Eureka Dome is one big hill.
It’s late on day six of my ride in the Yukon Arctic Ultra from Whitehorse to Dawson and I have just crested the summit. A gentle breeze moves the -10 C air, triggering little notice on my part except the brief recognition that the weather is mercifully mild compared to what it could be at this elevation in the Black Hills of central Yukon.
The miserable cold that marked the first three days on the trail is a distant memory. My strategy – to literally race ahead of the warm front before the trail became too “punchy” for efficient travel – is working so far.
RELATED: View slideshow of Derek’s adventure.
Spotting the campsite of a Yukon Quest musher, I pull over. It has become routine to use these sites as rest stops, gathering the dogs’ straw under my sleeping mat and reviving the musher’s unused wood to spark a new fire.
I awake from a sound sleep to a sky awash with faint aurora. Kenji, a cameraman from Japanese broadcaster NHK, is nearby filming the scene. My light is on and I begin to break camp. As Kenji’s video light illuminates my tasks, we maintain silence. He has his job, and I have mine: to pack up and ride away down the crest of the Dome. Kenji leapfrogs ahead with camera to capture this strange scene of a man on a bicycle with five-inch tires, rolling into the richest valley in the North. Before long I’ve descended to Indian River, winding through the claims of Tony Beets of reality TV show Gold Rush fame, and ultimately arriving at the Arctic Ultra tent camp.
It’s a perfect day in the goldfields, and I revel in the history of the trail rolling under my wheels: Indian River Bridge, Granville, Dominion dredge piles, Sulfur Creek Road, the towering hulk of King Solomon’s Dome. Distracted by the beauty, not to mention sleep deprived, I mistakenly drop my camera while attempting to return it to my jacket pocket. Ridiculous! I’m several kilometres down the trail when I make the discovery, and have to backtrack to retrieve it. My legs are still working but my mind fails to fully grasp simple tasks.
Another film crew sees me through a large section of overflow, virtual ice swamps that form when meltwater meets snow and ice. My overboots go on, and I think back to Pelly Farm. Upon asking longtime resident Dale Bradley if I could leave my overboots behind in a drop bag, he had remarked, “lots of water in this country,” and shared an anecdote about a previous racer who traveled light and nearly paid the ultimate price. Thanks Dale, I think to myself.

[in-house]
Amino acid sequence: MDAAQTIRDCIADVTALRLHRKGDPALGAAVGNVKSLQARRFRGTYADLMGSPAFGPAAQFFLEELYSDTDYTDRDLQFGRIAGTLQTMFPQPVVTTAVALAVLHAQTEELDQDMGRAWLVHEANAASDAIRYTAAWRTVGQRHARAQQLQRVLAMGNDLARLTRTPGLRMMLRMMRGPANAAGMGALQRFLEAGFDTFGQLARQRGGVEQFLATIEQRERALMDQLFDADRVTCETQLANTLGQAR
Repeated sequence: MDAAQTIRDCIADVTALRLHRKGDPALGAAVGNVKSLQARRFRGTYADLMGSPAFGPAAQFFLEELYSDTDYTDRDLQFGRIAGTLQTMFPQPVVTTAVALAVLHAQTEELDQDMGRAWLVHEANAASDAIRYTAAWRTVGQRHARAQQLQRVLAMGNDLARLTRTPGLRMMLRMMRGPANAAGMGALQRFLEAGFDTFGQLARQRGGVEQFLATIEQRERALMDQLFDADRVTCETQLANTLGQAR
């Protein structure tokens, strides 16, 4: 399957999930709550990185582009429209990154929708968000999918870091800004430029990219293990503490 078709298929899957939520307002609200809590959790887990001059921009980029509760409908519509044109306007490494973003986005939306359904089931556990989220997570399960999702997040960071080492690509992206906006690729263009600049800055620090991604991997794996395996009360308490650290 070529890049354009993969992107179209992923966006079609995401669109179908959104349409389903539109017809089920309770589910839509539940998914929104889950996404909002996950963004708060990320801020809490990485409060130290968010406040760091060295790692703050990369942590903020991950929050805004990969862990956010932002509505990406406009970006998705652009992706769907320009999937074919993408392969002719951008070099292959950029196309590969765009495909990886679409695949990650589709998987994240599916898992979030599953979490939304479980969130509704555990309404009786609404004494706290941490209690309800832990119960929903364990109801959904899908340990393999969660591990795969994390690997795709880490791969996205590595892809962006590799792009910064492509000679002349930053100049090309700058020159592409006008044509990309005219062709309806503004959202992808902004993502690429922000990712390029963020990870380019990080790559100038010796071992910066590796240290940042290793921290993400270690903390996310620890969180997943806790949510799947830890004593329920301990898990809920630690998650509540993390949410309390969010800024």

I head up, up, up King Solomon’s Dome, the highest summit on the Quest trail, and my food situation is at the forefront of my thoughts. I’m low on carbs, brain food. I start counting jellybeans and peanut butter cups, and there aren’t enough. Will this hill ever end? No doubt this thought has crossed the mind of many a Klondike wheelman who rode this same stretch of road during the gold rush – so close to the comforts of Dawson yet agonizingly far away.
I stop for a final favourite dinner, spaghetti with meat sauce. With meditative focus, I submit to routine for the last time: melt snow, inhale food, go. The film crew captures all of this, and the start of the descent. I know this section of trail well and am not surprised with the uphills and traverses. I am surprised with how rideable it is, however. Never have I seen this little snow here.
At Discovery Claim, I encounter a massive section of overflow and the boots go on again. It’s deep and I’m wading, balancing on fragments of ice and using my bike as an outrigger. When I arrive on the other side, my bike’s wheels are now coated with a thick layer of ice and instantly pounds heavier. I try in vain to chip it off. Rolling slowly, too slowly, I crawl towards Dawson.
Finally the dredge appears out of the darkness, then woodsmoke. A dog chases me, but I don’t care if it bites. I wheel down the highway, crossing the Klondike River past Crocus Bluff, with no one to witness my arrival. I walk on the flat dike.
At last, I turn the corner and greet the sight I’ve been awaiting for a week: the S.S. Keno and the finish line. The end of my journey marks what I believe to be the first ride by a Yukoner from Whitehorse to Dawson via the Overland Trail in over a century. A small group of Yukon Arctic Ultra volunteers greets me with a finisher’s medal, which is surprisingly heavy. The jubilation and relief of finally arriving after 7.5 days, 700 kilometres, -45 C temperatures, jumble ice, and overflow is quickly replaced by dismay as I realize the terrible truth: I have missed last call at the Pit by a mere half hour!